Following on from the employment team’s recent blogs on Coronavirus, a common concern of employers at the moment is in relation to making employees redundant. Employers may require to do this if they no longer have a need for employees in the workplace due to a decline in business or if the business has to close. Sadly, in the current climate this may be the case for many businesses.
Employers may wish to first look at voluntary redundancies however, this may not be a viable solution where employees consider the long-term effect of redundancy and the difficulties they may encounter finding future work in the current climate. Financial constraints will also be an issue as voluntary redundancy tends to cost more.
It is important that employers follow a fair procedure when consulting regarding any redundancies as, failure to do so, could result in claims of unfair dismissal and/or failure to consult. Ordinarily, when more than 20 redundancies are being proposed by the employer within 90 days or less, the Employer must follow a fair procedure and follow ‘collective consultation’ rules. They must consult for a minimum of 30 days before the dismissals are to take place with either the trade union or elected employee representatives. Where 100 or more employees are being made redundant then they must consult for a period of at least 45 days. A failure to meet these collective consultation obligations can allow each affected employee to claim at tribunal for a protective award (90 days’ pay).
There is statutory defence available to employers whereby, if there are special circumstances which mean that the employer is unable to comply with the procedure outlined above, then they must simply take reasonable steps to comply and consult regarding the redundancies.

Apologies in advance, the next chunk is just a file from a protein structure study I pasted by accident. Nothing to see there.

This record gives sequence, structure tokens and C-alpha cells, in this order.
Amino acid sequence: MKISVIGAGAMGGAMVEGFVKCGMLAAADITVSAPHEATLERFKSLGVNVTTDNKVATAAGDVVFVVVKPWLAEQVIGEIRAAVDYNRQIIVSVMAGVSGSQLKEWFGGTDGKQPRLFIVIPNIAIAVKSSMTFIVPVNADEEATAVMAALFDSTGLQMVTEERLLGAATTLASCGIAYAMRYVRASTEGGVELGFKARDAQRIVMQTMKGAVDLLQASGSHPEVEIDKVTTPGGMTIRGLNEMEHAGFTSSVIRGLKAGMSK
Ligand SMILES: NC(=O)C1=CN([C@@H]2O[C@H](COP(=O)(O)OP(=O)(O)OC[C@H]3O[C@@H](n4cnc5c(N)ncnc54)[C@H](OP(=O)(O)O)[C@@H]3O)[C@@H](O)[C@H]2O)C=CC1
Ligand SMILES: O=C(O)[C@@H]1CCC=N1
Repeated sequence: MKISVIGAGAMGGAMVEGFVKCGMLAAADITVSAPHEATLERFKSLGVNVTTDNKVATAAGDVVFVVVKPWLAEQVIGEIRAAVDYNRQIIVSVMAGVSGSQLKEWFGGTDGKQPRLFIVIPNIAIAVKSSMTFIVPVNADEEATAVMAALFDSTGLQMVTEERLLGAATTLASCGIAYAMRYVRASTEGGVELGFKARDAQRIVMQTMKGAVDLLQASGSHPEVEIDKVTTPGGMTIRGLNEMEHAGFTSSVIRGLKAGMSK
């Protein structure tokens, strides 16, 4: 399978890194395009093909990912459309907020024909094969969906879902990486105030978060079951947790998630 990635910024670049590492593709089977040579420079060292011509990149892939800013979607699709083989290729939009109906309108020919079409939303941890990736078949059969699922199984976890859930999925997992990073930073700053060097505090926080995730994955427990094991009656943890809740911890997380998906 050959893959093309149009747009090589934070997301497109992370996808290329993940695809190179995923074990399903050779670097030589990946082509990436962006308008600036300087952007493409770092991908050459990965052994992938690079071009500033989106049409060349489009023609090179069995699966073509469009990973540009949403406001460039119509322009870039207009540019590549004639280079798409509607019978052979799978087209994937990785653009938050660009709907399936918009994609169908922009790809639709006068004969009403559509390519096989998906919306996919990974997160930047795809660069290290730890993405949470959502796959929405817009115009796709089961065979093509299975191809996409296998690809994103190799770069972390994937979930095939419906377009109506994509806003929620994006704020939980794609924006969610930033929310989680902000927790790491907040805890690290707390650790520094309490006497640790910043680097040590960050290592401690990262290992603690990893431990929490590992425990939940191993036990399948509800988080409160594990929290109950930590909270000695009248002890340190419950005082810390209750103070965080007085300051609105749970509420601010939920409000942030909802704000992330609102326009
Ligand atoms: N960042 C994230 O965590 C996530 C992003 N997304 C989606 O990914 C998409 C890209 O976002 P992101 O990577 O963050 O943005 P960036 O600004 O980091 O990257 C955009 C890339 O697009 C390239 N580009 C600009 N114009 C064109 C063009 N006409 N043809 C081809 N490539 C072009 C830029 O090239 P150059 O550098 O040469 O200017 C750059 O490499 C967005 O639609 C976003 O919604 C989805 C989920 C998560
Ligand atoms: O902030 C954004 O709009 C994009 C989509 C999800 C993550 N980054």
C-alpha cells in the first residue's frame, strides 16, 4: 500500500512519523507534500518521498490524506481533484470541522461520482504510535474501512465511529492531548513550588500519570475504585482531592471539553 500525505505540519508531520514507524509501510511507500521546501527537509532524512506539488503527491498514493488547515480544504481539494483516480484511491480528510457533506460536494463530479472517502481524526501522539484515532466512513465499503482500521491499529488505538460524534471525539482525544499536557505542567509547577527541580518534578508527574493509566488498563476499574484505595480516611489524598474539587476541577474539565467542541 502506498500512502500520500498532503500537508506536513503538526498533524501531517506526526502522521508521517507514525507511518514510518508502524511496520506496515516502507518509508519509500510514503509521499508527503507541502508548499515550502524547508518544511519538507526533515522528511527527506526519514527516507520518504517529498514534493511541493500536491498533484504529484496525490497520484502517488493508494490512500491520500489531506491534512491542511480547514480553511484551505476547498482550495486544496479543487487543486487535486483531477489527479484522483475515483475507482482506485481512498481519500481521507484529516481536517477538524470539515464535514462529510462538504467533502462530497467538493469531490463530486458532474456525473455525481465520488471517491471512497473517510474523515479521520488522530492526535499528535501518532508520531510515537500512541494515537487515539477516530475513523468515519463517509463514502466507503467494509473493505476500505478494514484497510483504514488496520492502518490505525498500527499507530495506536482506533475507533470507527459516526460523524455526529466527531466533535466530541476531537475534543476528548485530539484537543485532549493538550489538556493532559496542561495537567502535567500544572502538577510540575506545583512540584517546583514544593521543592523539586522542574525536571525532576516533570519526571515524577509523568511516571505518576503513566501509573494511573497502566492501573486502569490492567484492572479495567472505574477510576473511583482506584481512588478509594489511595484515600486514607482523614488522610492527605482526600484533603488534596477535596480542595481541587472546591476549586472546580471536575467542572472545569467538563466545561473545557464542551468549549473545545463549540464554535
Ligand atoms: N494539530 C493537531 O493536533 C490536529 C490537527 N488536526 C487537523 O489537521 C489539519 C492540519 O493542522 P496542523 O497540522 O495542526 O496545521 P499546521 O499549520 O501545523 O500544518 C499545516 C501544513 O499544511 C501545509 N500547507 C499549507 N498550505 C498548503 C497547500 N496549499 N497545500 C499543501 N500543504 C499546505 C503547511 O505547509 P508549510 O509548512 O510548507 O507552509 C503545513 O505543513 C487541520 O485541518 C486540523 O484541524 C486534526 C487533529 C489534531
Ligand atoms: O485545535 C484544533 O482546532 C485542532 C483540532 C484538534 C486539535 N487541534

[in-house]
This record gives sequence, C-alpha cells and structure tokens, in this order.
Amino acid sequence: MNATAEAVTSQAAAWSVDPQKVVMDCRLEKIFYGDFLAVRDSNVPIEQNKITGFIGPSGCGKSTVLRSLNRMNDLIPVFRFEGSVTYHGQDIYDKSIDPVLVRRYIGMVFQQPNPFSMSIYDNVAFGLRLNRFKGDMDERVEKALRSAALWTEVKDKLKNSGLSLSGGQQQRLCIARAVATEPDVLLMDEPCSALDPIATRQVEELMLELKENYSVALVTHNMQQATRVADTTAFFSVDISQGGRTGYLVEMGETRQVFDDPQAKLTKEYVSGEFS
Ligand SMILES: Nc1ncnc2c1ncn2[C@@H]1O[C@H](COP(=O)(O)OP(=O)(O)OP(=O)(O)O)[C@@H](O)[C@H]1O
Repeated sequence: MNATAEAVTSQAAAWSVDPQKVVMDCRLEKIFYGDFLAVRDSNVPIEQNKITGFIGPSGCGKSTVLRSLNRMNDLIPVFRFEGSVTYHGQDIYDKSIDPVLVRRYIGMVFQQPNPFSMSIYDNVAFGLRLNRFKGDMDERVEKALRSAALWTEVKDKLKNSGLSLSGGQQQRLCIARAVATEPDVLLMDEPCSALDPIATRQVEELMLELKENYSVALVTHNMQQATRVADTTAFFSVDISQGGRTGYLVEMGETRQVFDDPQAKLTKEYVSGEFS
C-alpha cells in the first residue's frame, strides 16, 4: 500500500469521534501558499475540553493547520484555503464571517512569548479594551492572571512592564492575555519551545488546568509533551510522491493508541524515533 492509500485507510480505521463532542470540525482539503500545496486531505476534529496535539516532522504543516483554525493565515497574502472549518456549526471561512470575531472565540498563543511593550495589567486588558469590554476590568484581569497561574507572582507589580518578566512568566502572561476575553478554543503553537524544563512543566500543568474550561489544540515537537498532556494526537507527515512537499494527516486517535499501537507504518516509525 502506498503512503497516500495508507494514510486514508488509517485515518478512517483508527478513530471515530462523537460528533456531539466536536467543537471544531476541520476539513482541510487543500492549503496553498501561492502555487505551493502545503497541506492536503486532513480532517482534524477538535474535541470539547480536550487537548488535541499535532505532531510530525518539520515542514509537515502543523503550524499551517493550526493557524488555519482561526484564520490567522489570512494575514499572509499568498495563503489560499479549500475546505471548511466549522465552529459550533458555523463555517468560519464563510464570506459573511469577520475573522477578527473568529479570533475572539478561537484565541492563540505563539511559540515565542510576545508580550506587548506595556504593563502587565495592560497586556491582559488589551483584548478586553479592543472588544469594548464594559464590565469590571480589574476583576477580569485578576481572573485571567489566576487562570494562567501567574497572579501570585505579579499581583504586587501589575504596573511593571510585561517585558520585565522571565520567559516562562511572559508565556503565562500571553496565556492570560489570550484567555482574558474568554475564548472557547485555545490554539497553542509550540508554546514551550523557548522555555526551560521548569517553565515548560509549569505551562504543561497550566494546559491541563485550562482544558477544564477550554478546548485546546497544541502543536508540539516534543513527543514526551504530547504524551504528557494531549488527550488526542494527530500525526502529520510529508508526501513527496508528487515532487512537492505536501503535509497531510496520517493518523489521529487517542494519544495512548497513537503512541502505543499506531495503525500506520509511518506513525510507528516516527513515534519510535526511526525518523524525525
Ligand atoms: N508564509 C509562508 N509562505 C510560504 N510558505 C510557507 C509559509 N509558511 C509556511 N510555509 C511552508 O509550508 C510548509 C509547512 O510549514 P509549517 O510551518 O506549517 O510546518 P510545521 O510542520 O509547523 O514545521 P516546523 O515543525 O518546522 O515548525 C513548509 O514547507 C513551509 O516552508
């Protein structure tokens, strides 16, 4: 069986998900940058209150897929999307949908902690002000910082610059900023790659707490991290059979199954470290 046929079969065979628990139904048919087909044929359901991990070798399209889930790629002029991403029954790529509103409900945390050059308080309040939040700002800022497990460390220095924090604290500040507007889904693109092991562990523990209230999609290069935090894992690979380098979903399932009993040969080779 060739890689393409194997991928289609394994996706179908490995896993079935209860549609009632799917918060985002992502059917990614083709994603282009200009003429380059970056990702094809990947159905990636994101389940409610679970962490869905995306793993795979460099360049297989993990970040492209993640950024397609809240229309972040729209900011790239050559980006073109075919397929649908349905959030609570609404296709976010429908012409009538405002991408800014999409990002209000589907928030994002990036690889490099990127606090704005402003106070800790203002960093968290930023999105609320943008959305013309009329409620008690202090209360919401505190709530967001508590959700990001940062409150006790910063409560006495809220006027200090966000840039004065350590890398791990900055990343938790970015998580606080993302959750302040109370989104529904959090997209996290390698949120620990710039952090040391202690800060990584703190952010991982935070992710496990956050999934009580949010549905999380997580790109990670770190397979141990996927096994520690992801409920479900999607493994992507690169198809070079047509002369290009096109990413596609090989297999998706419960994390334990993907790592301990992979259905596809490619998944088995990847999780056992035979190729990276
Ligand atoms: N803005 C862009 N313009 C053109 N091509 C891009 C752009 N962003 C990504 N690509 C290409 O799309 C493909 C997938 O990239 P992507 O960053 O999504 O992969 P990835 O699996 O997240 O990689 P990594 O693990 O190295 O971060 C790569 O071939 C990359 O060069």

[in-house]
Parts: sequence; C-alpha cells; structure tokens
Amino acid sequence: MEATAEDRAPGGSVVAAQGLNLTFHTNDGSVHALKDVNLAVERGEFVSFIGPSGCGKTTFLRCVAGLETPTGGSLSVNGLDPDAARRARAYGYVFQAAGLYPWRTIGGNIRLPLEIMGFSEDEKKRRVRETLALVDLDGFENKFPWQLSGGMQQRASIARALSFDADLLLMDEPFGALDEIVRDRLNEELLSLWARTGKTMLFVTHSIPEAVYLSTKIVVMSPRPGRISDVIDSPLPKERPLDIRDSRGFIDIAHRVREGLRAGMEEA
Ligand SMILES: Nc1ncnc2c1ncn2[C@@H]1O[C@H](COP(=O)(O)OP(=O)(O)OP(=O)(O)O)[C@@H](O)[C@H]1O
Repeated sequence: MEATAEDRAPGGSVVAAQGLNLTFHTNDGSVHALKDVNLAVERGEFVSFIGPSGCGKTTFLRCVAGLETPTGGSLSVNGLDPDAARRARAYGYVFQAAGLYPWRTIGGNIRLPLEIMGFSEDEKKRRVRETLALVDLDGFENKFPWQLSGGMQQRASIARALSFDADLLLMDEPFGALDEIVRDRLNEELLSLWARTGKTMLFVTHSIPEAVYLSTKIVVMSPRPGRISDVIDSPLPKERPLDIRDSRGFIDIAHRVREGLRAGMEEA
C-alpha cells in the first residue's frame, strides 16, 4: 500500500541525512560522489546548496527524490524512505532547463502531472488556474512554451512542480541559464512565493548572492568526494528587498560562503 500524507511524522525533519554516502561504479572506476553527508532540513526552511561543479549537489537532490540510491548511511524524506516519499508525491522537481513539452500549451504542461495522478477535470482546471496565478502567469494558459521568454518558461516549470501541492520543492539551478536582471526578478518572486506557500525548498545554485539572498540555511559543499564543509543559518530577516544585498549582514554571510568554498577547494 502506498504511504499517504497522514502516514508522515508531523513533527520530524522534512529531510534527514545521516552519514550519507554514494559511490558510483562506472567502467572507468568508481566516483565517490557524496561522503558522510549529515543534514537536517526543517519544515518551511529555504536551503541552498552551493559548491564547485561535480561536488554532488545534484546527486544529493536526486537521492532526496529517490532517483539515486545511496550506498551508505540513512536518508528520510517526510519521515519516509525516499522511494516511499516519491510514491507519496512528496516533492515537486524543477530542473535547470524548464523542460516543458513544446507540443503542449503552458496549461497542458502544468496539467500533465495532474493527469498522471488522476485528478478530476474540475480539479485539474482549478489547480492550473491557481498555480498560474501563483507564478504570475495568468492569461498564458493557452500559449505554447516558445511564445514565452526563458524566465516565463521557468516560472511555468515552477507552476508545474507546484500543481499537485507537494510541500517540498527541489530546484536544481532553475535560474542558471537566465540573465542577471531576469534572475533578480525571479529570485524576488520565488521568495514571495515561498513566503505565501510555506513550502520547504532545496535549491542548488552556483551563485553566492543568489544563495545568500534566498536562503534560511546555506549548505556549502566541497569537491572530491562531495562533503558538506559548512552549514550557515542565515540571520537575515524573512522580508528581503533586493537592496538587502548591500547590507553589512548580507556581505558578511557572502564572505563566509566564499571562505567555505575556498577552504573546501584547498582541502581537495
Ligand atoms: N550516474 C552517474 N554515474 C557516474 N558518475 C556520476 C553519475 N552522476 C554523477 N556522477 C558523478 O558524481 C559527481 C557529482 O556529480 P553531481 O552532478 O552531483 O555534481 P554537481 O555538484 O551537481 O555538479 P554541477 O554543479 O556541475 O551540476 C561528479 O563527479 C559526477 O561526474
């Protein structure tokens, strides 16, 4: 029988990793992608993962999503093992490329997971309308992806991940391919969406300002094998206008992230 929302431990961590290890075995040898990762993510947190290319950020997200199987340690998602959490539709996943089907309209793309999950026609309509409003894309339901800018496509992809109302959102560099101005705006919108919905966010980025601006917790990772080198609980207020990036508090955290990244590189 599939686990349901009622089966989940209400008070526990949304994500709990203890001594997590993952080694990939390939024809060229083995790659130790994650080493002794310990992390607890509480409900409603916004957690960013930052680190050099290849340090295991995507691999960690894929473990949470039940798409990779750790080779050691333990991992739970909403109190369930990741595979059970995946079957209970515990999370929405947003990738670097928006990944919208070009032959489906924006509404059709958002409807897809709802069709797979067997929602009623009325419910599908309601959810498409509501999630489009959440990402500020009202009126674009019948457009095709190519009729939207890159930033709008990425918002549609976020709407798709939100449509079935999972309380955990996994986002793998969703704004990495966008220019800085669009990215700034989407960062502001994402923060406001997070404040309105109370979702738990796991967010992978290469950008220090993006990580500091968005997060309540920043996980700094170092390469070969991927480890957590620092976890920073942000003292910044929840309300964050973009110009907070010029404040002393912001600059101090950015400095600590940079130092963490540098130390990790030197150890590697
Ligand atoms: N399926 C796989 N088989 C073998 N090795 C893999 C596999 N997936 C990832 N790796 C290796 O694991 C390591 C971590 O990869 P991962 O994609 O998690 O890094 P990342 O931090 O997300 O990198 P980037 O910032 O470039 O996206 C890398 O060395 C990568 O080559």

Some legal commentators have advised that the current rapid spread of Coronavirus could qualify as a special circumstance whereby employers would not require to follow the strict timeline detailed above and instead take all reasonable steps to consult regarding the redundancies. The spread of Coronavirus could qualify as a sudden disaster that has led to a decline in business and the potential closure of some businesses. However, if businesses wish to plead special circumstances in this instance then it would be advisable to begin consulting regarding any redundancies as soon as possible as delaying this may erode the suggestion that this is a sudden disaster.
In order to plead special circumstances, the employer must prove that the particular circumstances existed and further show the circumstances made it impractical to fully consult in accordance of the rules. Presently, provided that employers act quickly, there is an argument that the special circumstances test would be met. Of course, if employers can comply with the 30/45 day requirement, they should.
It is worth highlighting again, however, that pleading special circumstances does not remove the requirement for consultation from the employer completely and the employer must still take all steps that are reasonably practicable towards complying with the normal collective consultation rules. If the employer takes all reasonable steps towards compliance, this will provide a defence in the event that a claim is made against them regarding the fair procedure.
There are no statutory rules for situations where fewer than 20 redundancies are planned, however, it would be good practice to follow a fair procedure and consult fully with employees and their representatives in order to prevent any future claims for unfair dismissal. Consultation includes giving employees fair warning of potential redundancies and holding individual meetings with each employee (ideally two meetings at least 7 days apart) to consult about how redundancy might be avoided.
In any event, employers should take legal advice in order to ensure that they are following the correct procedures. If you are in any doubt of your obligations as an employer, please get in touch with the Blackadders Employment Team.
Donna Reynolds, Partner
Accredited by the Law Society of Scotland as a Specialist in Employment Law & Discrimination Law
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